Given Alex Church's icy, understated tenor and penchant for gentle arpeggios, it's easy to label him and his revolving-band project Sea Wolf as devoted disciples of the Iron & Wine school of adult-alternative-approved folk-rock. And while Church's preference for immaculate sounds and middle-of-the-road tempos has occasionally made past Sea Wolf records feel slightly bloodless, this year's Old World Romance finds him sounding livelier than ever while operating as a one-man band. (Sea Wolf is also due at the Black Sheep in Colorado Springs on Thursday, January 24.)
Ben Folds is probably most vividly remembered for his work in the '90s, when he seemed to come out of nowhere with his impassioned piano-based pop and a string of hits including "Brick." But by then, Folds was a veteran musician who had honed his skills as a multi-instrumentalist before moving from his native North Carolina to Nashville. That background could explain why his songwriting has more depth than that of many other singer-songwriters. Folds also became a well-known producer with a knack for trying crazy yet creative ideas, such as bringing Adrian Belew and Henry Rollins in to record on a William Shatner song a few years back. On last year's The Sound of the Life of the Mind, Folds sounds more charged-up than ever.
For Bloc Party, the smashing success of 2005's Silent Alarm could have sealed its fate, time-stamped it as a post-Strokes dance-rock band strapped tight to an expired decade. But the U.K. quartet pushed through, continuing to find subtle triumphs, its catchy post-punk style shining through on two more stylistically steady releases, the critic-polarizing A Weekend in the City and Intimacy. In 2009, the group went on hiatus, and lead singer Kele Okereke stepped out on his own as a solo artist. But Bloc Party returned in the summer of 2012 with the aptly titled Four, a raucous record that gave the traditional rock band a new rhythmic dynamism in which co-founder Russell Lissack's guitar work got heavier, channeling a Siamese Dream-era Billy Corgan. But perhaps the most defining aspect of the act's jagged and catchy sound was Okereke's vocals, which have undergone a makeover, as well: His token sassy sing-talking style is still there, but his range and strength have matured pleasantly.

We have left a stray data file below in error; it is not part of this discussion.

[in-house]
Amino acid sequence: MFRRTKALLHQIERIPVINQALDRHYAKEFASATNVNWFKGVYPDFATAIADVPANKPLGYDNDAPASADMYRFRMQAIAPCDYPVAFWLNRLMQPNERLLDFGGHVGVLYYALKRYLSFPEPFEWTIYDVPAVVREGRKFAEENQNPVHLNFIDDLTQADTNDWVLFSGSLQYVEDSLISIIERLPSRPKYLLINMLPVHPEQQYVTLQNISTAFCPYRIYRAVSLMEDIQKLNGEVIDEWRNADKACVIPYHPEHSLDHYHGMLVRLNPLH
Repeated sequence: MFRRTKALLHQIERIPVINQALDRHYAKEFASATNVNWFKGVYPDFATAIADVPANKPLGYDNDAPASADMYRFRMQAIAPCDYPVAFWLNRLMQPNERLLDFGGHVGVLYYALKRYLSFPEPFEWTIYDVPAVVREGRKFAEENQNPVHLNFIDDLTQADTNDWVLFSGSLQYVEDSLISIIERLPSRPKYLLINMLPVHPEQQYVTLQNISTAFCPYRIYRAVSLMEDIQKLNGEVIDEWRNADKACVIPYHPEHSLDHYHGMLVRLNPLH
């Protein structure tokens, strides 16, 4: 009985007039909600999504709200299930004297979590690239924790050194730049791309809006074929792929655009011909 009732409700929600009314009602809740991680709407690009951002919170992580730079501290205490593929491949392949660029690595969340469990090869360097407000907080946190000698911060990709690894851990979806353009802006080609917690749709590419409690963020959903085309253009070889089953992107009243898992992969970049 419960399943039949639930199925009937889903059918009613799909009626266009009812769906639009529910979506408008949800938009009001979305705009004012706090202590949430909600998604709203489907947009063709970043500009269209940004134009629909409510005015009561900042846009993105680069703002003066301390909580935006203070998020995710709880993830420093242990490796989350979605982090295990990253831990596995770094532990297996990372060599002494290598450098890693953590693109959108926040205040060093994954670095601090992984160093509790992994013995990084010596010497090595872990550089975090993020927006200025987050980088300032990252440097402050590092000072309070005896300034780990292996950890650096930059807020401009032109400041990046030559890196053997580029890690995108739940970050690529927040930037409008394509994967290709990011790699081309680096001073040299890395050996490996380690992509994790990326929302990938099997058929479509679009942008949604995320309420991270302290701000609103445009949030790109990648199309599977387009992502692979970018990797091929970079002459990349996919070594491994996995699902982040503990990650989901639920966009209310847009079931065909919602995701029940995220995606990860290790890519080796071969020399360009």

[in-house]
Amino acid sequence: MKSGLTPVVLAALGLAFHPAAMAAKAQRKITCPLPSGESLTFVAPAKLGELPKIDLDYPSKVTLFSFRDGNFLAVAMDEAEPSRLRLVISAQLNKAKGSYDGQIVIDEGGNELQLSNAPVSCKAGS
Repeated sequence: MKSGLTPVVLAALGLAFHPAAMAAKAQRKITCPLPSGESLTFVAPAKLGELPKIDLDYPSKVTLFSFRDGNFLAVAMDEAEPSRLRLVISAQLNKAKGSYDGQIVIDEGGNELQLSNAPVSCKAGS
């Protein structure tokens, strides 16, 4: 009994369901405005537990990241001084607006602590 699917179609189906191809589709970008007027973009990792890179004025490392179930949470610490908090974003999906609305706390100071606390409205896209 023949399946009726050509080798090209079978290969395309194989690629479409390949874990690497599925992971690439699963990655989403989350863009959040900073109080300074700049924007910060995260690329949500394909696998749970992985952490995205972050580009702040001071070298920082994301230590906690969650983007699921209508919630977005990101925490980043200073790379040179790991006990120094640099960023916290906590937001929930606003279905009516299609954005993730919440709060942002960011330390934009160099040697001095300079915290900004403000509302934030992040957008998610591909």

Fresh off their Mayan Holidaze run in Mexico, the Disco Biscuits bring their Winter Inferno to Colorado for three nights of laserific goodness (the outfit is also due at 1STBANK Center on Saturday, January 26). Nearing its second decade of existence, the Philadelphia-based act has finally settled in the role as one of the most sought after jam bands still touring. When the quintet, which is known for improvised renditions of their own complex songs, steps on stage, you never know if the journey is going to find the Biscuits exploring the depths of their creativity or ambling through their seemingly endless catalog of studio gems. Adding Colorado's GRiZ and Michal Menert to the culminating third night of Winter Inferno, the Biscuits are set to kick 2013 off right with the most rabid fan base the group has ever seen.
Cat Power at the Ogden is one of the week's ten best concerts.
Between erratic behavior on stage, substance abuse, mental breakdowns and health problems on and off, the singer known as Cat Power has been making matchless records and equally searing gossip column fodder since the early '90s. But like all of the best stories rock and roll has created, the tumultuous ones often lend to the best catalogs -- and through her public drama, Chan Marshall's voice remains the most compelling talking point. Soulful, scalding and resilient, she embraces blues, punkish minimalism and Dylan all the same. Marshall's latest record, Sun, is an experiment in arrangement, vocal layering and the utilization of autotune as a method of genius manipulation, rather than a bandage. Cat Power's stop in Denver is just one of five dates she'll be performing stateside on her recently revamped tour -- one she postponed late last year due to impending bankruptcy and illness. But luckily for Cat Power fans, with dramatic showmanship comes a voice worth waiting for.